- To eliminate—by murder—individuals and small, targeted groups of individuals.
- .To exploit the so-called labor-potential of the prisoner population.
Extermination camps were used by the Nazis from 1941 to 1945 to murder Jews, Roma and other groups deemed subhuman by the Nazis
To implement the ‘ Final Solution ’, the Nazis established six purpose built extermination camps on Polish soil. These were:
Chełmno (in operation December 1941-January 1945)
Bełżec (in operation March-December 1942) it was basically the laboratory or template for Auschwitz. It was also the only camp where Polish laborers were used to build it.
Sobibór (in operation May-July 1942 and October 1942-October 1943)
Treblinka (in operation July 1942-August 1943)
Majdanek (in operation September 1942-July 1944)
Auschwitz-Birkenau (in operation March 1942-January 1945)
Chełmno was the first extermination camp to be established in December 1941. Its purpose was to murder the Jews of the surrounding area and the Łódź ghetto. The facility contained three gas vans in which victims were murdered by carbon monoxide poisoning. Once dead, the vans were driven to a nearby forest and the victims were buried in mass graves.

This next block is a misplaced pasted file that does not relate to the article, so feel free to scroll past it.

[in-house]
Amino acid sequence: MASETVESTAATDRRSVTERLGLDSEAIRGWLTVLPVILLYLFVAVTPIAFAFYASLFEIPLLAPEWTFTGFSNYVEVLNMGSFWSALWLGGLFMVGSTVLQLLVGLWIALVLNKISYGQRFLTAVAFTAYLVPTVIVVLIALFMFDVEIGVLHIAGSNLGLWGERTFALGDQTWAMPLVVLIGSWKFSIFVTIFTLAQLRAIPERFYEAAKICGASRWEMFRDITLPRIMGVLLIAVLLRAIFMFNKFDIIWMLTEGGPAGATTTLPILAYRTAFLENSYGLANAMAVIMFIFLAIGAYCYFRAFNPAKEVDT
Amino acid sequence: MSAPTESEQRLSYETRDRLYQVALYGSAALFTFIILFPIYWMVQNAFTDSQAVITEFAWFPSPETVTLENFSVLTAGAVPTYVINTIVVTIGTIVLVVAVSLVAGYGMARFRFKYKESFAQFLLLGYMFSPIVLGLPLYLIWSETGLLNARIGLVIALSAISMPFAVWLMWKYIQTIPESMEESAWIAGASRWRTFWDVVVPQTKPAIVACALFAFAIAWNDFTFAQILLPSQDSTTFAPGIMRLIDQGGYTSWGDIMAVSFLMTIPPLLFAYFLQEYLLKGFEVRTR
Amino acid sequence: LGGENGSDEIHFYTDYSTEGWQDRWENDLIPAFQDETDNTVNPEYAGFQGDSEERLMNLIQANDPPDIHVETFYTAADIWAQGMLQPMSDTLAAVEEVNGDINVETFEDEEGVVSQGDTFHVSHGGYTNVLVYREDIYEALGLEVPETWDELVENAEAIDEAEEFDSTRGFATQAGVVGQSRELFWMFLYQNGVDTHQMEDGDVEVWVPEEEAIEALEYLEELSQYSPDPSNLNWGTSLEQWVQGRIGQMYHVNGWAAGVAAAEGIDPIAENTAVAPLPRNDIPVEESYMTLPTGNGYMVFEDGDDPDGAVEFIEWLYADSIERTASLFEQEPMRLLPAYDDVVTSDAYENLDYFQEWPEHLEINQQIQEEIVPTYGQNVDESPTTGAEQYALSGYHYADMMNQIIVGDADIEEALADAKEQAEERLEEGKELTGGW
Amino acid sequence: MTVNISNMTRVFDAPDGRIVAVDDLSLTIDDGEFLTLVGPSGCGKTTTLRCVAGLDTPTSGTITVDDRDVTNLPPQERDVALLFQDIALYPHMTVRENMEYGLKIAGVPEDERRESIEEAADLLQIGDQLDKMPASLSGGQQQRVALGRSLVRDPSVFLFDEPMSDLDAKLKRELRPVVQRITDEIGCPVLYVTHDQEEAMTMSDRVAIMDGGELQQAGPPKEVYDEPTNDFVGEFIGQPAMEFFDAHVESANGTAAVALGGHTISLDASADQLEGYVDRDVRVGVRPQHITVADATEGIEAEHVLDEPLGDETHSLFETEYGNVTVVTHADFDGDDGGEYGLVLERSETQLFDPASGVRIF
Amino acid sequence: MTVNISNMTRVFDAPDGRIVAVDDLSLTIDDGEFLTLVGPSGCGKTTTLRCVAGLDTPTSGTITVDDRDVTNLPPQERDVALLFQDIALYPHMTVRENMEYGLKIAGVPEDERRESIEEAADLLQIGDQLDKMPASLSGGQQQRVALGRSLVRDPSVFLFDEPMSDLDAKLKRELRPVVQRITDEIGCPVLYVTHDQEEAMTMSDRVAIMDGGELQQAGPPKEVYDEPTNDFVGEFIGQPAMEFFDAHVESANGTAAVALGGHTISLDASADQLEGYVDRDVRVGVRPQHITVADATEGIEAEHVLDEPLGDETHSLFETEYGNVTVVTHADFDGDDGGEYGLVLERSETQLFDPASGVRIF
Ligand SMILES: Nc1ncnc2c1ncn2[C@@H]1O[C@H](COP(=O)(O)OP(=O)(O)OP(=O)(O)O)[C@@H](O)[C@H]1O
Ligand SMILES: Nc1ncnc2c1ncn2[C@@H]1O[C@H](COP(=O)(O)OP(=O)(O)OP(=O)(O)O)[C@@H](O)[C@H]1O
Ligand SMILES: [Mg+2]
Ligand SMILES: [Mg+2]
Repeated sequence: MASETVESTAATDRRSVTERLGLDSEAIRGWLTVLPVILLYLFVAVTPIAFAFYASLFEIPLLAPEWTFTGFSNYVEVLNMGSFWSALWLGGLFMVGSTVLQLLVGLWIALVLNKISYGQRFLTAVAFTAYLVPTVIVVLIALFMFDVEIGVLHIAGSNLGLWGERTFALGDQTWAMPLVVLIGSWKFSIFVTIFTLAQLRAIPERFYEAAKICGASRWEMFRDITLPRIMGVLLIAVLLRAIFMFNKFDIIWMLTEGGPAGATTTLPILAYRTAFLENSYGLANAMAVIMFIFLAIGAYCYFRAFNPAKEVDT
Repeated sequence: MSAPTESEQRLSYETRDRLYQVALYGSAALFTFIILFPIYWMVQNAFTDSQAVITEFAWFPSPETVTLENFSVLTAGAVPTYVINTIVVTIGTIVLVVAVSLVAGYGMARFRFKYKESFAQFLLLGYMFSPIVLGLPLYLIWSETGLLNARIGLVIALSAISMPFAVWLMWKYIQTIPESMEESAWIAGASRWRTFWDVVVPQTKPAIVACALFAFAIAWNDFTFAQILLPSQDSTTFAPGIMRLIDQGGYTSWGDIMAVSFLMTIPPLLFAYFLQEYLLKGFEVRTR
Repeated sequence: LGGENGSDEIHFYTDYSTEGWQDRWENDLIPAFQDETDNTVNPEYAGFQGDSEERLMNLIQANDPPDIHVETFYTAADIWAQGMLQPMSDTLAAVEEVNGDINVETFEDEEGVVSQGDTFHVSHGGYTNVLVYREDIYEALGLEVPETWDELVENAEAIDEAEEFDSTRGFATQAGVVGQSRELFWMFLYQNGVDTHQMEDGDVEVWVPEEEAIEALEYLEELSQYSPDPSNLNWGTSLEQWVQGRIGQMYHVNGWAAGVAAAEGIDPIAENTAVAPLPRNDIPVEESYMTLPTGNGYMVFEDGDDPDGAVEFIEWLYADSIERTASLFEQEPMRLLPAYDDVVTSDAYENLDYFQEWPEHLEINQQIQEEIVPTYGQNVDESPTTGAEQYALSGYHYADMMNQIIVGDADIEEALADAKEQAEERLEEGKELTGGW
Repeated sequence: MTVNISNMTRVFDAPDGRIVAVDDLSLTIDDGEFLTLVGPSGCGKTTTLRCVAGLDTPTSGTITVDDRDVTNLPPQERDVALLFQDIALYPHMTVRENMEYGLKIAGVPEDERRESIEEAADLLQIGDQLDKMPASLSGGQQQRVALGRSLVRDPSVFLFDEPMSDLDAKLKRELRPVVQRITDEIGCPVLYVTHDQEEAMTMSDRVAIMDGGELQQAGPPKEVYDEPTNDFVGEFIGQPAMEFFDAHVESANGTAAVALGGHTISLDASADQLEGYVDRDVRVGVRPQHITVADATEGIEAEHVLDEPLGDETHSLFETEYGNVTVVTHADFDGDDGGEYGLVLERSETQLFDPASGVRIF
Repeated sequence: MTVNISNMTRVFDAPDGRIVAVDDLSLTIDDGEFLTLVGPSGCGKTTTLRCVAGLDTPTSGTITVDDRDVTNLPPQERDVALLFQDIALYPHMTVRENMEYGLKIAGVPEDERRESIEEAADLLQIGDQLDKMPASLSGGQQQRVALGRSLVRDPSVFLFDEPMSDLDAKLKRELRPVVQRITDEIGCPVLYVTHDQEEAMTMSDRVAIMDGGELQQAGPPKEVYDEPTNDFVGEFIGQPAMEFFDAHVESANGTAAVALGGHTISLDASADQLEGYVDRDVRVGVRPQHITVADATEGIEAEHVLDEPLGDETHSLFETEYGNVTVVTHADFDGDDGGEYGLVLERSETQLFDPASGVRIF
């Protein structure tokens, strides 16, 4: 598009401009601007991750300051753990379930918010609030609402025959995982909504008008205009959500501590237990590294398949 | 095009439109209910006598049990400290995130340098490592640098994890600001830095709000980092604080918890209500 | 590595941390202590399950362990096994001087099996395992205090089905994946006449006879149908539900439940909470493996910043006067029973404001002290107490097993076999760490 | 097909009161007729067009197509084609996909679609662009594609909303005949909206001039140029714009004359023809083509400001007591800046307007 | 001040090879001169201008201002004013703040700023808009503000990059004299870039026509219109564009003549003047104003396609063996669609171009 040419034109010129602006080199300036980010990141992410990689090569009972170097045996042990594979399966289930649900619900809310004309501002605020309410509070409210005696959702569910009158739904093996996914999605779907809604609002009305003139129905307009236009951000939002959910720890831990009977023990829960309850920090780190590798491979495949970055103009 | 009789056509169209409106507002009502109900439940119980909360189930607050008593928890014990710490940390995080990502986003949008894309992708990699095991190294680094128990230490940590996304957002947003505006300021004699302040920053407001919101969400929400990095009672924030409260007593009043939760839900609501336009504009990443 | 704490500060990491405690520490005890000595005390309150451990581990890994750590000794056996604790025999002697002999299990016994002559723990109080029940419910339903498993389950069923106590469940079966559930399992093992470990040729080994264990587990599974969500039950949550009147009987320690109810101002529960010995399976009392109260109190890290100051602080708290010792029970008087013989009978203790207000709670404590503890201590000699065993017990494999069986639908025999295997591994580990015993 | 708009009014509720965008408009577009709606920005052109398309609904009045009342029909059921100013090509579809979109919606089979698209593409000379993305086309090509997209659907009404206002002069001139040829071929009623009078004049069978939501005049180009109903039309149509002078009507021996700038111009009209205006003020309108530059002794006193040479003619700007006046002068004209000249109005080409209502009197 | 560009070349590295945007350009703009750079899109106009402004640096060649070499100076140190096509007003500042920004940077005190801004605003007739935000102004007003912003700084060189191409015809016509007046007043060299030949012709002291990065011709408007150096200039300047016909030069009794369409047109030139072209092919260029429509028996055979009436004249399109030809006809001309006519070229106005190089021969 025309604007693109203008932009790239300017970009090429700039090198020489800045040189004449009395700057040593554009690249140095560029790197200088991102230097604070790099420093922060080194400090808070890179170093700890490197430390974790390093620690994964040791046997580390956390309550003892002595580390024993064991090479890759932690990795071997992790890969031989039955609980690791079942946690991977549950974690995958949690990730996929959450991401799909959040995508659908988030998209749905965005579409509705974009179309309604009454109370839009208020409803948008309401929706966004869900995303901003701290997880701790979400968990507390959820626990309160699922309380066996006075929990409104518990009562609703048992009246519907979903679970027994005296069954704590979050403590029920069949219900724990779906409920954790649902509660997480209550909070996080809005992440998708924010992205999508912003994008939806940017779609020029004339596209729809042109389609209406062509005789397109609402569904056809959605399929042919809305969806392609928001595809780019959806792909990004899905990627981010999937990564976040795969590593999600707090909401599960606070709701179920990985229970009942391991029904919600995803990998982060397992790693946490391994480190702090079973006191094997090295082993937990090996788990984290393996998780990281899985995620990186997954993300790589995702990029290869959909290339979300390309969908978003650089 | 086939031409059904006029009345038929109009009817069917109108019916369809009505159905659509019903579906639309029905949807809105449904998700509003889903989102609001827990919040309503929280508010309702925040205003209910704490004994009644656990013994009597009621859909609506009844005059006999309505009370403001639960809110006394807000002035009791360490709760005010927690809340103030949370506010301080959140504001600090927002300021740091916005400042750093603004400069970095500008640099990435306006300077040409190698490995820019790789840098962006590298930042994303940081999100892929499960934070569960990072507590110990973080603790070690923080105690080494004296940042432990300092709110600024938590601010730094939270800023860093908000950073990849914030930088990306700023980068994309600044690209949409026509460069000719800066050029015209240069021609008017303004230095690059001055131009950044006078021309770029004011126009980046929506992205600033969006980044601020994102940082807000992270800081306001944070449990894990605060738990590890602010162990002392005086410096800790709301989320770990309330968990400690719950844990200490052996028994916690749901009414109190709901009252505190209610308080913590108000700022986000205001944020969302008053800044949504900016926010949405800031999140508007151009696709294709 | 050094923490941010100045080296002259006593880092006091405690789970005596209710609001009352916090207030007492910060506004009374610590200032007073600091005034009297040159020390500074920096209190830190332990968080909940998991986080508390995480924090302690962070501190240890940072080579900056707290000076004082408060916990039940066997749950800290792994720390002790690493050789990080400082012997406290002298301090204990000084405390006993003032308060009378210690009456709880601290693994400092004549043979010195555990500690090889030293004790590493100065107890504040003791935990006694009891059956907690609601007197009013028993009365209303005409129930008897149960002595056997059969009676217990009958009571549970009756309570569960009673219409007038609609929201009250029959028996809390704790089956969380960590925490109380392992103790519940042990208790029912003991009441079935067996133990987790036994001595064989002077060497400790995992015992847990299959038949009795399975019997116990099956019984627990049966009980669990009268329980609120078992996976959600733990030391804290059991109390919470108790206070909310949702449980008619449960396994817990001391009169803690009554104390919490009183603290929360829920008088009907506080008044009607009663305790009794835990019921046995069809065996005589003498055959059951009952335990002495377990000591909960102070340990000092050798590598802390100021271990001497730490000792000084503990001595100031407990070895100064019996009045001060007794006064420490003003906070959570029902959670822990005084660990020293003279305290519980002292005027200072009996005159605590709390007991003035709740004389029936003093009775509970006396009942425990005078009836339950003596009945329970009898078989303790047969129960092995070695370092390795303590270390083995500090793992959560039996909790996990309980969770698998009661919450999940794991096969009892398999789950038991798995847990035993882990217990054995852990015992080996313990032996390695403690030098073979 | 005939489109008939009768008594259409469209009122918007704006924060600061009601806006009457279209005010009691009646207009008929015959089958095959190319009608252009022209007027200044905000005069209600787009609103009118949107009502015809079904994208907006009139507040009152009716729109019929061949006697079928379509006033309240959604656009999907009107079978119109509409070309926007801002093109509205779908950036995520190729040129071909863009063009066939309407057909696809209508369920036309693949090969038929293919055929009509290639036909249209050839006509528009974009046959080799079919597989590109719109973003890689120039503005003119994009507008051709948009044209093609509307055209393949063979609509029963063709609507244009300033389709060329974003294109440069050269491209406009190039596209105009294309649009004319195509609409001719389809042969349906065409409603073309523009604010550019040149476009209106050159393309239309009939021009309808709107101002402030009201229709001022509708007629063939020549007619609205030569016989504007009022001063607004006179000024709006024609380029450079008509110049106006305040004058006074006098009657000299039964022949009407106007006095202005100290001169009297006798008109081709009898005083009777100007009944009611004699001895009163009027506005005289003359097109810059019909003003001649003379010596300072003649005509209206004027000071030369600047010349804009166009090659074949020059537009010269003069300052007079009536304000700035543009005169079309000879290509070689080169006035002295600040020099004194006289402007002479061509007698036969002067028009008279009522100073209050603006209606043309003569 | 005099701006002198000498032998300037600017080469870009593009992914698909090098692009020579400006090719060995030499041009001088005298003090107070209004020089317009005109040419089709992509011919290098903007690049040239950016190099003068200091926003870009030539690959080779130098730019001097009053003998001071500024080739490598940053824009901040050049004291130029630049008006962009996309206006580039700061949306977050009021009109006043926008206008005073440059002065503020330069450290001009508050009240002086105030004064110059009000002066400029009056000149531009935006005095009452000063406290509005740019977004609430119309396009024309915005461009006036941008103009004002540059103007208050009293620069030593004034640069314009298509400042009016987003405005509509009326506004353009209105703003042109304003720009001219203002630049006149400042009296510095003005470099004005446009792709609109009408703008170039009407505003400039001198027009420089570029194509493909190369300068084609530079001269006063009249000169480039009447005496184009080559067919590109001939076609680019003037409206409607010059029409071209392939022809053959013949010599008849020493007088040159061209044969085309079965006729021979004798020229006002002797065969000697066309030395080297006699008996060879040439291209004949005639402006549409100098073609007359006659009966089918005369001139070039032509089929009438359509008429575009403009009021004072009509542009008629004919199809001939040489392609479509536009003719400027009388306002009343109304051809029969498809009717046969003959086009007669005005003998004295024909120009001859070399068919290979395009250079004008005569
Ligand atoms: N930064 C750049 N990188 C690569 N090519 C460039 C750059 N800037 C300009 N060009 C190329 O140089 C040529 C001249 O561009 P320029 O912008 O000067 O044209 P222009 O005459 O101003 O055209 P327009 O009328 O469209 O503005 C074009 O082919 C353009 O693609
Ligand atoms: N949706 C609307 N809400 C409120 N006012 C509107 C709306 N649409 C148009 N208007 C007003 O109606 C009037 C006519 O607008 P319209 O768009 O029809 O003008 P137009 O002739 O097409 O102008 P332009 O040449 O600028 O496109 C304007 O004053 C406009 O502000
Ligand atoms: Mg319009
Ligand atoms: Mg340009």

After the Wannsee Conference of 1942, the Nazis built additional extermination camps at Bełżec, Sobibór and Treblinka. These camps were specifically built near railway lines to make transportation easier. Instead of vans, stationary gas chambers, labelled as showers, were built to murder people with carbon monoxide poisoning created using diesel engines.
A concentration camp had been established at Majdanek in 1941. In the spring of 1942, following the Wannsee Conference, the camp was adapted to become an extermination camp by the addition of gas chambers and crematoria.
Auschwitz-Birkenau was a complex, consisting of a concentration camp, a forced labour camp and an extermination camp. Eventually it had a network of more than 40 satellite camps. Following tests in September 1941, the lethal gas Zyklon B was selected as the method of murder. Auschwitz initially had one gas chamber at the Auschwitz I camp, but this was soon expanded. By 1943, four new crematoria, with gas chambers attached, had been built in Auschwitz II. Approximately 1.1 million people were murdered in the Auschwitz gas chambers.
Some who arrived at the extermination camps were not murdered on arrival. They were selected for various work tasks to help the camp operations run smoothly. Jobs included sorting and processing the possessions of everyone who arrived at the camp, administrative work and heavy manual work.